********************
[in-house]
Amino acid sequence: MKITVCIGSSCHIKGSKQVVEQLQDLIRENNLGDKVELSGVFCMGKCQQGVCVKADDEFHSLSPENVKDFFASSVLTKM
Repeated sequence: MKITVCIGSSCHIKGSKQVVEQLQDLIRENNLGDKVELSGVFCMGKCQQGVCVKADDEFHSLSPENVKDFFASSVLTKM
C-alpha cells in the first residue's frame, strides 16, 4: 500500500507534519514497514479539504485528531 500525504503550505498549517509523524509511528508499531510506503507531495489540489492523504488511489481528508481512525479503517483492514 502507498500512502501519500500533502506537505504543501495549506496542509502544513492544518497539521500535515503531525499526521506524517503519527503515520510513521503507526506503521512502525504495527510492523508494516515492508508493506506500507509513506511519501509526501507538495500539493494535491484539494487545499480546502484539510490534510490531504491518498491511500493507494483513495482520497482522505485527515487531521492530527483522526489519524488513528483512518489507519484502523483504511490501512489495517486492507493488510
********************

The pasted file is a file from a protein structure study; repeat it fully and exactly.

[in-house]
Amino acid sequence: MKITVCIGSSCHIKGSKQVVEQLQDLIRENNLGDKVELSGVFCMGKCQQGVCVKADDEFHSLSPENVKDFFASSVLTKM
Repeated sequence: MKITVCIGSSCHIKGSKQVVEQLQDLIRENNLGDKVELSGVFCMGKCQQGVCVKADDEFHSLSPENVKDFFASSVLTKM
C-alpha cells in the first residue's frame, strides 16, 4: 500500500507534519514497514479539504485528531 500525504503550505498549517509523524509511528508499531510506503507531495489540489492523504488511489481528508481512525479503517483492514 502507498500512502501519500500533502506537505504543501495549506496542509502544513492544518497539521500535515503531525499526521506524517503519527503515520510513521503507526506503521512502525504495527510492523508494516515492508508493506506500507509513506511519501509526501507538495500539493494535491484539494487545499480546502484539510490534510490531504491518498491511500493507494483513495482520497482522505485527515487531521492530527483522526489519524488513528483512518489507519484502523483504511490501512489495517486492507493488510